New clone of MRSA identified in Kerala aquatic environment

Risk factorThe presence of MRSA is a potential health hazard for those who handle the fish.H. VibhuH_Vibhu

Risk factorThe presence of MRSA is a potential health hazard for those who handle the fish.H. VibhuH_Vibhu  

A new clone of methicillin-resistant Staphylococcus aureus (MRSA), which is exclusive to Kochi, has been identified. The new clone, christened ‘t15669 MRSA’, is unique to seafood and the aquatic environment of Kerala.

Scientists at the Central Institute of Fisheries Technology (CIFT), Kochi, identified the new clone while assessing the prevalence of MRSA in seafood and the environment. The study team comprised V. Murugadas, Toms C. Joseph, K.V. Lalitha and M. M. Prasad, all researchers at the Institute.

MRSA can lead to diseases ranging from milder form of skin infections, boils, furunculosis to life-threatening septicemia and bacteraemia from post-surgical contamination. The situation turns worse given their resistance to wide range of drugs, warned the researchers. However, as S. aureus causes disease by producing enterotoxin in the food, there is no immediate threat in consumption of seafood contaminated with MRSA.

“[The emergence of MRSA] has been identified as a health concern globally since the 1960s. However, little information is available on the prevalence of MRSA and its clonal characteristics in seafood and the aquatic environment,” the researchers say in a paper published in the Journal of Food Protection.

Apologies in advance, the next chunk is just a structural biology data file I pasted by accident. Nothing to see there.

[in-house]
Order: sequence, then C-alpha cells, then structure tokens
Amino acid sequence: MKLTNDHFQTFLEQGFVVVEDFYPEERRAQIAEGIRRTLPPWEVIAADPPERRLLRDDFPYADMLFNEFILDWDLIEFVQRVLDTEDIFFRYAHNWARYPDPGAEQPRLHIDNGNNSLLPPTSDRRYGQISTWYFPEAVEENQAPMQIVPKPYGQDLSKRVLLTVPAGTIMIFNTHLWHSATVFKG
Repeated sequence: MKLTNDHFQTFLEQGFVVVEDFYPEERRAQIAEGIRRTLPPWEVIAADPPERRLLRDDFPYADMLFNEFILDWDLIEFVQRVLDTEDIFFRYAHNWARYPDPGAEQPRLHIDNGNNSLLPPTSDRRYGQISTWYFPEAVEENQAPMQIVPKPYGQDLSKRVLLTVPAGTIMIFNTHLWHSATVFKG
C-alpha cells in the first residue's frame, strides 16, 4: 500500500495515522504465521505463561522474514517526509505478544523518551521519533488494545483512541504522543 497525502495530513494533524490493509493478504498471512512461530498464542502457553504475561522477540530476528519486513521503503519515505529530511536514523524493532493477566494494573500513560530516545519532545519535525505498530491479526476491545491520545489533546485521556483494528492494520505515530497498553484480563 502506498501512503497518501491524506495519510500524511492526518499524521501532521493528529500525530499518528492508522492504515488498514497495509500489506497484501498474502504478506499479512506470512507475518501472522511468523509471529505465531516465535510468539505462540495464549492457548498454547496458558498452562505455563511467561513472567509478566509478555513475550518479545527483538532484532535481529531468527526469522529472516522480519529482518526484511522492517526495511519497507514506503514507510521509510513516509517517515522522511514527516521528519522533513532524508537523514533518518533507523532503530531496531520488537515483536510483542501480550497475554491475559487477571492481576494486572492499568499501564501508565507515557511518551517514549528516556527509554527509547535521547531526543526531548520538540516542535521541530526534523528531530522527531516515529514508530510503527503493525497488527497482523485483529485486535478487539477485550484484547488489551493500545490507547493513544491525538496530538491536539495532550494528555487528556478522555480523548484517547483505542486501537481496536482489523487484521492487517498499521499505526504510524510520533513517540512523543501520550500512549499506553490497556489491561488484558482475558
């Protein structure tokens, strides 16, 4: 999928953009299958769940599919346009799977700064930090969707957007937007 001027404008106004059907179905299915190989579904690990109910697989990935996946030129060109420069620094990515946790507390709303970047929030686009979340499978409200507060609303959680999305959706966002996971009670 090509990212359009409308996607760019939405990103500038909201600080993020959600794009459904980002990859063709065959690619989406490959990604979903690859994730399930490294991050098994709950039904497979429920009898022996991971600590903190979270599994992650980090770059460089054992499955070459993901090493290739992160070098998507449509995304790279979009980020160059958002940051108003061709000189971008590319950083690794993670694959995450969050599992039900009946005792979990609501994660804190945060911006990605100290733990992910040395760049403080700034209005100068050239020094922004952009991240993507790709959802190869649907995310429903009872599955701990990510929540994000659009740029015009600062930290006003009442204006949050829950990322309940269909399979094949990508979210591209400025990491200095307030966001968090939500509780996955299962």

According to Dr. Murugadas, if the new clone, which is currently low in concentration in the Kochi geographical area, gets established and becomes widely prevalent then it can reach the seafood chain starting from the fish landing centres to the retail outlets very frequently.

The presence of MRSA in fish meant for human consumption is a potential health hazard for food handlers. The fingerprinting of MRSA can be useful for tracing local source and spread of MRSA isolates in a defined geographical area, they said.

Accidental discovery

According to C.N. Ravishankar, director of the CIFT, the scientists stumbled upon the new clone during a regular screening of fish samples, which the institute has been undertaking as part of its research and social responsibility activities. Fish samples collected from the landing centres as well as the markets are regularly screened at the CIFT labs to identity potential health hazards. Extensive research is being undertaken on MRSA.

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